A major shift in the way schools are governed is in the works.
In his recent strategic policy statement to the Legislative Assembly, Premier Alden McLaughlin outlined a move to decentralise control away from the Ministry of Education and Department of Education Services.
Calling the idea radical, McLaughlin said, “Maybe, just maybe, it is not the good people in the Department of Education, many of whom rarely set foot inside a classroom, who are best placed to make decisions about what happens in those classrooms.”
“Over the next two years,” he added, “we will establish new governing bodies for Cayman public schools and give them the responsibility for raising students’ levels of achievement. Those governing bodies will give parents, teachers and the wider community a direct say in how their schools are run.”
The idea was floated within the Education Council, soon after the current body was convened in 2017. Since then, it’s been in development. Dan Scott, chairman of the council, said there are still many details to be worked out.
Calling the governing councils a “work in progress”, Scott said the wheels are already turning on some aspects of organising the bodies.
“You could see certain things as soon as the fall,” he said. Education Minister Juliana O’Connor-Connolly declined to comment on the change on two occasions, saying she did not want to discuss the issue until the plan was fully in place.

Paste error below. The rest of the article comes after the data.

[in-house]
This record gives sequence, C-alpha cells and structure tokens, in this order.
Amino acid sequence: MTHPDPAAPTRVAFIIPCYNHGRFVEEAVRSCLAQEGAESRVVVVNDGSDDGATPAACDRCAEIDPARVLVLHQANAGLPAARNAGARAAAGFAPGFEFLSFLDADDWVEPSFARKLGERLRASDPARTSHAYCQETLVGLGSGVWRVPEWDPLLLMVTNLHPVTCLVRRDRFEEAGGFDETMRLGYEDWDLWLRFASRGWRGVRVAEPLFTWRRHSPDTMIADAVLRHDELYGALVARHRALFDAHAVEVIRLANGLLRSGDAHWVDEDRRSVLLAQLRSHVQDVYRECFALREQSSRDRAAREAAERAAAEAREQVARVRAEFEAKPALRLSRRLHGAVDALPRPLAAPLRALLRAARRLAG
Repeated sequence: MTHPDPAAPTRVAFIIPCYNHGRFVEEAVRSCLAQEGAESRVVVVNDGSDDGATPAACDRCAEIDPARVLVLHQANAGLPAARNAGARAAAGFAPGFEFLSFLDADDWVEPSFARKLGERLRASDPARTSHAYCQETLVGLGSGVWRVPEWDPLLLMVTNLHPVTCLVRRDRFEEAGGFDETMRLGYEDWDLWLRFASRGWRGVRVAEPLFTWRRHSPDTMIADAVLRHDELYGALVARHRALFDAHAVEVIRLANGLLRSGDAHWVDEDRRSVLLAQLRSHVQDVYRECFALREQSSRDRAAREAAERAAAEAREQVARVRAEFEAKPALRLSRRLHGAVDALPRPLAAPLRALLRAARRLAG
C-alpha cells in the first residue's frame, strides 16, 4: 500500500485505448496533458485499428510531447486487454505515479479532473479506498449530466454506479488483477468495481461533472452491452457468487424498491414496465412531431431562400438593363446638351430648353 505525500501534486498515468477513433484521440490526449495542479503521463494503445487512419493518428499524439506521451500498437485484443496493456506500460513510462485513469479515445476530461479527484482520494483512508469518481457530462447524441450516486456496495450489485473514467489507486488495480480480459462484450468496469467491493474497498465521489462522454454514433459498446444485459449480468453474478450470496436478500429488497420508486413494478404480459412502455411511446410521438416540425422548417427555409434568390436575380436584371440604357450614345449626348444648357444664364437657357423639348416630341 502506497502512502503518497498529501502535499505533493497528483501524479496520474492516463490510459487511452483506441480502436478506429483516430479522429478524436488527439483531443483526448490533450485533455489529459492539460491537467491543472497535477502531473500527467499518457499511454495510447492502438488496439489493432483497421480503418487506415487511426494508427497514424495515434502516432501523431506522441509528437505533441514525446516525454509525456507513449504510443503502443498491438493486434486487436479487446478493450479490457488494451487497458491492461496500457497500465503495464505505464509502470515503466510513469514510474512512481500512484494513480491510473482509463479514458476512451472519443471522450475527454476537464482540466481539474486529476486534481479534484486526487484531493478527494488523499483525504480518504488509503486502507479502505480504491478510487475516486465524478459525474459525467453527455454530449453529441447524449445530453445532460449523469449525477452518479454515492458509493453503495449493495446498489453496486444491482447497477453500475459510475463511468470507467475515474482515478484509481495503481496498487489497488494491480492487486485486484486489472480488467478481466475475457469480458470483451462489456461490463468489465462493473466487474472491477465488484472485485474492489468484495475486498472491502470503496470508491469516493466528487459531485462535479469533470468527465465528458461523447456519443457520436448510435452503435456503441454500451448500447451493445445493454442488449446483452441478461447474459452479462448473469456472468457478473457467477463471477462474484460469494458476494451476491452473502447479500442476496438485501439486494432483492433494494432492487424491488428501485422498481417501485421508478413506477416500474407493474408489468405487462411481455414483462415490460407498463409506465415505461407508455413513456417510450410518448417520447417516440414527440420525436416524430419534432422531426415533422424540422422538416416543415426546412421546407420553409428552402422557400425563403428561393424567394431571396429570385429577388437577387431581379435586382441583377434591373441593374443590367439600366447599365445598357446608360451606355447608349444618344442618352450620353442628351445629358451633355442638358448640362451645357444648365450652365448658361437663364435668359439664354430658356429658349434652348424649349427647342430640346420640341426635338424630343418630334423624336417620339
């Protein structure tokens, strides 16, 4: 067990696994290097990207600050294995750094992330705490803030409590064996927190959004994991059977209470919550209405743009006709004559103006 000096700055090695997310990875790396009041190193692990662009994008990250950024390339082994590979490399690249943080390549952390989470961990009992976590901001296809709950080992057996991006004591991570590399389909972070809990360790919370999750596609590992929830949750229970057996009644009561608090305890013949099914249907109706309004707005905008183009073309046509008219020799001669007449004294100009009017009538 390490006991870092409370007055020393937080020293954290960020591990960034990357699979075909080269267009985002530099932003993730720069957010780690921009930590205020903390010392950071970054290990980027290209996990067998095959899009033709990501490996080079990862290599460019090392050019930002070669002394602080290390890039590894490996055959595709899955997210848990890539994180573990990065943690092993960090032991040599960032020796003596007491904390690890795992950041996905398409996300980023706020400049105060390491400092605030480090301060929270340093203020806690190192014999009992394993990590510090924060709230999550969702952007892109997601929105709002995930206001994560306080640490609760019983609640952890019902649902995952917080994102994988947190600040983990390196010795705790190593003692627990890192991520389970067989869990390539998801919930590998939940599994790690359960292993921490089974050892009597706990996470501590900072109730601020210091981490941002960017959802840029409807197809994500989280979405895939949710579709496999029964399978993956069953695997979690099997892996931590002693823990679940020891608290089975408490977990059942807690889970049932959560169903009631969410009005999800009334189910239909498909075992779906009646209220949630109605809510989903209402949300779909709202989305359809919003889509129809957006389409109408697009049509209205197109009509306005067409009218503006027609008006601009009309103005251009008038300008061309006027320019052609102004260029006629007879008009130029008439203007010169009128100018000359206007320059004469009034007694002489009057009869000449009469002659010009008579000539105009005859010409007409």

The move to decentralise some control of the schools makes sense, Scott said.
“When you think about where the rubber hits the road, it’s ultimately that experience between the teacher and the student in the classroom,” he said. “If you take the decision-making too far away, what happens is it gets delayed.”
In fact, a common complaint among school administrators, teachers and parents is that even decisions of lesser importance at schools often have to go through the Department of Education, which, they say, typically operates at glacial pace.
Scott said re-apportioning some of the decision-making that has traditionally been done at the Department of Education to school councils will be more efficient. Those decisions would include how to address shortcomings identified by the Office of Education Standards, whose inspectors regularly assess school performance.
“It would be incumbent on the board to put into effect the changes necessary,” he said, adding that the board’s job would be to “advocate and do some of the heavy lifting” on such things as implementing the new curriculum being unveiled for primary schools this fall.
“The concept really brings it back to the community,” he said, “It also gives teachers the opportunity to say, ‘Look this is what we [need].’”
What combination of educators, parents and community members might comprise the governing councils has not yet been determined, Scott said. Whether members will be appointed or elected is unknown, as are the qualifications required to serve.
Some educators say they welcome the change.